before 1000;Middle English; earlier bi-siden,Old Englishbī sīdan, be sīdan; see be-, side
Can be confused
beside, besides (see usage note at the current entry)
For the prepositional meanings “over and above, in addition to” and “except” besides is preferred, especially in edited writing: Besides these honors he received a sum of money. We heard no other sound besides the breaking surf. However, beside sometimes occurs with these meanings as well.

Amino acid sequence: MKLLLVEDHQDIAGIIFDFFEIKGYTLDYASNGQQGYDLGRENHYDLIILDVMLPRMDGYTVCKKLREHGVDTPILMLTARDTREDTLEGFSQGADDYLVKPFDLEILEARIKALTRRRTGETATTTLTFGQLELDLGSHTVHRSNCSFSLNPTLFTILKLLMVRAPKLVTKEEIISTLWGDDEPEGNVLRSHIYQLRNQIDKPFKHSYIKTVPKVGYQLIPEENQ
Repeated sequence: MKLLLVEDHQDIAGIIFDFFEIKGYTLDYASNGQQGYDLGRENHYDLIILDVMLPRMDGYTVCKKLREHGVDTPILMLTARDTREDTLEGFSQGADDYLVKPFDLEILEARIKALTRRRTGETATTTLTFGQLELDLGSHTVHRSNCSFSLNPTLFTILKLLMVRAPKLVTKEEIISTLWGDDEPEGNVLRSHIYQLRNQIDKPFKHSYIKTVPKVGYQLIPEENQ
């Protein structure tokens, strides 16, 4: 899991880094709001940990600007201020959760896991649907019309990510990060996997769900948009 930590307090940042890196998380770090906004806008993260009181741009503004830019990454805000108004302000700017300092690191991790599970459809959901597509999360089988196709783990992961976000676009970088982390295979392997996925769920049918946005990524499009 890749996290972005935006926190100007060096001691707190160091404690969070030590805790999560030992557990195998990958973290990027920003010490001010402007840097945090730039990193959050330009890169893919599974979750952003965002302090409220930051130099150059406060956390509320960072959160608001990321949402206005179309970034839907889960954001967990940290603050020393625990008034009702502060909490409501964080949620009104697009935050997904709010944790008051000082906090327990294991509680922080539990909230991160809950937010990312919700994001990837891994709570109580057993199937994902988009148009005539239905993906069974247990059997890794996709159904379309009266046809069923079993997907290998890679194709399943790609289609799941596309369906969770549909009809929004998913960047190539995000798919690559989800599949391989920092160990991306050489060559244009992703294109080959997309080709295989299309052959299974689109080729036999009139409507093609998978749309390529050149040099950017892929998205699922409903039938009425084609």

Old English be sidan "by the side of" (only as two words), from be- + sidan dative of side (n.). By 1200, formed as one word and used as both adverb and preposition. The alternative Middle English meaning "outside" led to the sense preserved in beside oneself "out of one's wits" (late 15c.).